Last updated: October 14, 2016
Imagine, if you will:
It is the summer of 1908 and you are on a five day tour of Yellowstone National Park via stagecoach. Peering out from the window of an observation wagon, you spy swimming ruddy ducks in a passing pool. Your wagon is the third wagon in a stage line of fifteen wagons, heading south on Yellowstone’s Grand Loop.
Aside from your compatriots, you’re completely isolated and alone in the park. The nearest Park station is several hours away; there are no cellphones or telephone services to call for help should a problem arise; automobiles were absent from the Park. The smooth paved roads that we’re familiar with today do not yet exist, in their place are dirt roads, riddled with ruts and holes, spreading dust and breaking wagon wheels. You’re completely alone in the Park, but it’s not bears or bison that you fear, it is robbers.
In 1887, 1897, 1908, 1914, and 1915 tourists and stagecoach drivers alike fell victim to the iconic western crime, the stagecoach holdup. One of the largest of Yellowstone’s holdups occurred on July 29, 1914 near Shoshone Point, due east of Old Faithful. During the holdup, gunmen held up twenty-five stagecoaches carrying over 165 passengers, making off with nearly $1,000 in cash and jewels. During the robbery, tourist and victim W. I. Allinder managed to sneak a photo of the robber. This photo, along with witness testimony, ultimately led to the arrest and conviction of Edward B. Trafton.
Correspondence and other historic documents concerning Trafton and his 1914 Stage Coach robbery, found in the Yellowstone Heritage and Research Center Archives, detail the immediate aftermath of the robbery. During the robbery, one stagecoach was able to turn around, unnoticed by the robbers, and head back west to Old Faithful to call for help. Law enforcement records and witness statements detail the tense events of the robbery, including the foul language and the threat of rifles. More interesting, perhaps, is the ensuing manhunt and the related correspondence leading up to the arrest of Trafton. Read simply, these records and documents demonstrate the efforts of the Army to identify and locate Trafton. However, when one takes a deeper look at the correspondence and correlated actions of the Army, these records indicate that following Trafton’s hold-up (and many other robberies) Park officials scrambled to identify the assailants. Government officials, witnesses, and interested parties alike all wrote into Yellowstone to offer their opinions and suggestions as to the identity of the robbers. Many of these letters offered a would-be suspect based on little more than intuition and a slight description of the robber.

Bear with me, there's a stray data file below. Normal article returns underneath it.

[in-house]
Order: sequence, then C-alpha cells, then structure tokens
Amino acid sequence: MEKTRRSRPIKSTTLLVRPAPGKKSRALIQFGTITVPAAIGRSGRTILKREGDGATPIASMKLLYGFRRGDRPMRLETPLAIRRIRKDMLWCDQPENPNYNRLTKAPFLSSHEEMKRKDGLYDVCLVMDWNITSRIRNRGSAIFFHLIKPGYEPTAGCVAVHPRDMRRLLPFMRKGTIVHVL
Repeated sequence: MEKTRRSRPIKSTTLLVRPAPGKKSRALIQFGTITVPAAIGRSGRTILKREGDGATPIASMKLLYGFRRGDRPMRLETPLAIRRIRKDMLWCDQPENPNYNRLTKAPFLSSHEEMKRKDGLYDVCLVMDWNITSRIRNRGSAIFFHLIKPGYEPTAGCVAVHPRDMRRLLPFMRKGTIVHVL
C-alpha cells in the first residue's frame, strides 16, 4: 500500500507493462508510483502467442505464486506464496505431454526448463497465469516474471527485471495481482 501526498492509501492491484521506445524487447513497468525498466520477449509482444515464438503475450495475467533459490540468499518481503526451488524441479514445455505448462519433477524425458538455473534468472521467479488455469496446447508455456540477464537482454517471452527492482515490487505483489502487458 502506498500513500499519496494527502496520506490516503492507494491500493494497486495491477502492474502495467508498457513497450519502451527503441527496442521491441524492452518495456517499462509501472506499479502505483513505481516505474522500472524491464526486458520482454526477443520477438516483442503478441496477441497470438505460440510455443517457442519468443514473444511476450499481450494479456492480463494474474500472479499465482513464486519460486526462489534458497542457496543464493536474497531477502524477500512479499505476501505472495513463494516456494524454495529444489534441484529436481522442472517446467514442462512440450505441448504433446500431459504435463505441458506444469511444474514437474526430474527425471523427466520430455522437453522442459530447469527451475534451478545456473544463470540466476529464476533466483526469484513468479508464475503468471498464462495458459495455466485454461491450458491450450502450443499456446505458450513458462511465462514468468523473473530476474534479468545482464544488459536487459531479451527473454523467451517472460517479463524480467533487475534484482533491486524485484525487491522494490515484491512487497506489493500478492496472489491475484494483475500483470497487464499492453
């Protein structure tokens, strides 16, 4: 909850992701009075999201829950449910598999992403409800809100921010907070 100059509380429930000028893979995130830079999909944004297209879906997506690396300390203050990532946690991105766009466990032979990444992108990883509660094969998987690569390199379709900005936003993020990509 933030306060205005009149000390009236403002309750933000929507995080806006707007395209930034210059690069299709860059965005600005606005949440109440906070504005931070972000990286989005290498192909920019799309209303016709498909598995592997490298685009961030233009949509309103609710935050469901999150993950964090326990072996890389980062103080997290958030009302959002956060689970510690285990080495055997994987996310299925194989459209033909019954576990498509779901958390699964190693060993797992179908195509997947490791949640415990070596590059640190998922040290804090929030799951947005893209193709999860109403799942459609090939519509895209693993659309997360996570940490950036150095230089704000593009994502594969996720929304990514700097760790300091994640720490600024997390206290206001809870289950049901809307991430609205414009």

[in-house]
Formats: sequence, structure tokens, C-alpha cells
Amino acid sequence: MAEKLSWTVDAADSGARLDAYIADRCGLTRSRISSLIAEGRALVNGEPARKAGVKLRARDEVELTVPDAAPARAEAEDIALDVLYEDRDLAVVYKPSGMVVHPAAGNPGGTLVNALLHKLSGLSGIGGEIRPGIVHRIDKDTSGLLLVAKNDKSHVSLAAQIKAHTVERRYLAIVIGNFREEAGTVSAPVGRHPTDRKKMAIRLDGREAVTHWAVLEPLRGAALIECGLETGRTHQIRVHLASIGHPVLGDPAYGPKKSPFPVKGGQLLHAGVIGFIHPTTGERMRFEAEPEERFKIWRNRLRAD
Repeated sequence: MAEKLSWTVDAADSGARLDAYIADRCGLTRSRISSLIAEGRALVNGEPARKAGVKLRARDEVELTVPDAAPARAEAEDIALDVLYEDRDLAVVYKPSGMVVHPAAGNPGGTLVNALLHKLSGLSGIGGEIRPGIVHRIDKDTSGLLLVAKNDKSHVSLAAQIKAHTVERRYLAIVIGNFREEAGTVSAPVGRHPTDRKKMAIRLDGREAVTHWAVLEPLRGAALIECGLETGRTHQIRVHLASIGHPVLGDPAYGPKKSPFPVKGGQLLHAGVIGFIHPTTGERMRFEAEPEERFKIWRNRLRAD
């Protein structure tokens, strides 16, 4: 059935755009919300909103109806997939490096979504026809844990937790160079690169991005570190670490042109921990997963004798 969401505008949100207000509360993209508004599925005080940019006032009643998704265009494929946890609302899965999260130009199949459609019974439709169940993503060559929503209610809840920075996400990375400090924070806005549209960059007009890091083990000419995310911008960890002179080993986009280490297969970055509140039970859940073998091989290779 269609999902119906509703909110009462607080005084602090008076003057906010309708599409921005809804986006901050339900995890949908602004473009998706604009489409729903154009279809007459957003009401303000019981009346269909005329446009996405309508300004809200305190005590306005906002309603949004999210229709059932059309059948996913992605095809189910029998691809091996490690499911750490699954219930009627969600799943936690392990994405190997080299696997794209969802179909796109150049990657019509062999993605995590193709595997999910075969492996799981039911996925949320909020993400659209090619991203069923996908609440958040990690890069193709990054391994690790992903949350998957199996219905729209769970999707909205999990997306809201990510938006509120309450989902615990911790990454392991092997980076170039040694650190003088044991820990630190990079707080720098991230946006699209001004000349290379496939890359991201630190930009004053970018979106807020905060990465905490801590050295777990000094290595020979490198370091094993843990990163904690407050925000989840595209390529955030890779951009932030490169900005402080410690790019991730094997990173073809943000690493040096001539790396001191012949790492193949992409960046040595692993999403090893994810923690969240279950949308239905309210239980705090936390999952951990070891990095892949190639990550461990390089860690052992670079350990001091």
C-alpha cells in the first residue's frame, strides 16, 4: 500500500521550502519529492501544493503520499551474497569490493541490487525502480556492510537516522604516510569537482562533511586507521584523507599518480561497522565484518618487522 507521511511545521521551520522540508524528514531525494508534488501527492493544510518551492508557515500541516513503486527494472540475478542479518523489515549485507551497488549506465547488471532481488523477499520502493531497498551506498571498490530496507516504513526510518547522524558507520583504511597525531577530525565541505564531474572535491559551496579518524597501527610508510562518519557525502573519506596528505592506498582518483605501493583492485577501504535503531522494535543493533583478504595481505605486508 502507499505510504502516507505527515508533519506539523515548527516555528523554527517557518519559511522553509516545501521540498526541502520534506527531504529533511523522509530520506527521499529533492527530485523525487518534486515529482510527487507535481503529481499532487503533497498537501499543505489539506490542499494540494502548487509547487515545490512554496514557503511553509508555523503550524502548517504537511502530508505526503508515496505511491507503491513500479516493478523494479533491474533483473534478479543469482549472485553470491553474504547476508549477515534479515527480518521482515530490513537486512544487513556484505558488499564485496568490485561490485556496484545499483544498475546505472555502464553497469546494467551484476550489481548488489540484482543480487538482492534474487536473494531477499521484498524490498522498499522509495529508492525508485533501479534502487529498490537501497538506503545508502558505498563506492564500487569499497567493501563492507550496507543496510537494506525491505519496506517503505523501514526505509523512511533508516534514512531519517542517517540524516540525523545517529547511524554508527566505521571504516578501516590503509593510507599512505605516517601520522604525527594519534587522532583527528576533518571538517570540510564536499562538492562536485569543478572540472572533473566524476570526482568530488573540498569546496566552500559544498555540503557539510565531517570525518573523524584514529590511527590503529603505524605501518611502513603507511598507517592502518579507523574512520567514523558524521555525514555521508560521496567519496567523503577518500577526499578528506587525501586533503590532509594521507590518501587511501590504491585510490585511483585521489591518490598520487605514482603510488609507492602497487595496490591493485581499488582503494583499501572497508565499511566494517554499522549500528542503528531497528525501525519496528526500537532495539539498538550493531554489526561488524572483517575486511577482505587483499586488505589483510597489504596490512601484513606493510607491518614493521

This is the official description of a 1914 robber released by investigators:
“About 5’8”, weighting about 145 lbs. Blue eyes, short hair, probably dark, with large sunburnt hands. He carried a Winchester rifle and used a black handkerchief as a mask. Dressed in tan corduroy trousers tucked into black, high laced boots, with thick grey socks visible. He wore a felt hat with a hole in it, and an old, faded coat. He spoke good English and was fairly polite.”
Stagecoaches are a large part of Yellowstone’s history. For many years, stagecoaches were the only way to see the park and while public use of stagecoaches was banned in 1916 when automobiles were allowed in the park, they are still in use today by Xanterra for park tours leaving from the Roosevelt Lodge.
If you are interested in doing your own research or learning more about stagecoaches in Yellowstone, resources are available in both the Yellowstone Research Library and the Yellowstone Archives located in the Heritage and Research Center in Gardiner, Montana. The Yellowstone National Park Museum, also located in the HRC has an extensive collection of stagecoaches as a part of their Historical Vehicle Collection. While this collection is restricted, there are hopes to build a permanent exhibit at the museum, and special tours are possible if planned well in advance.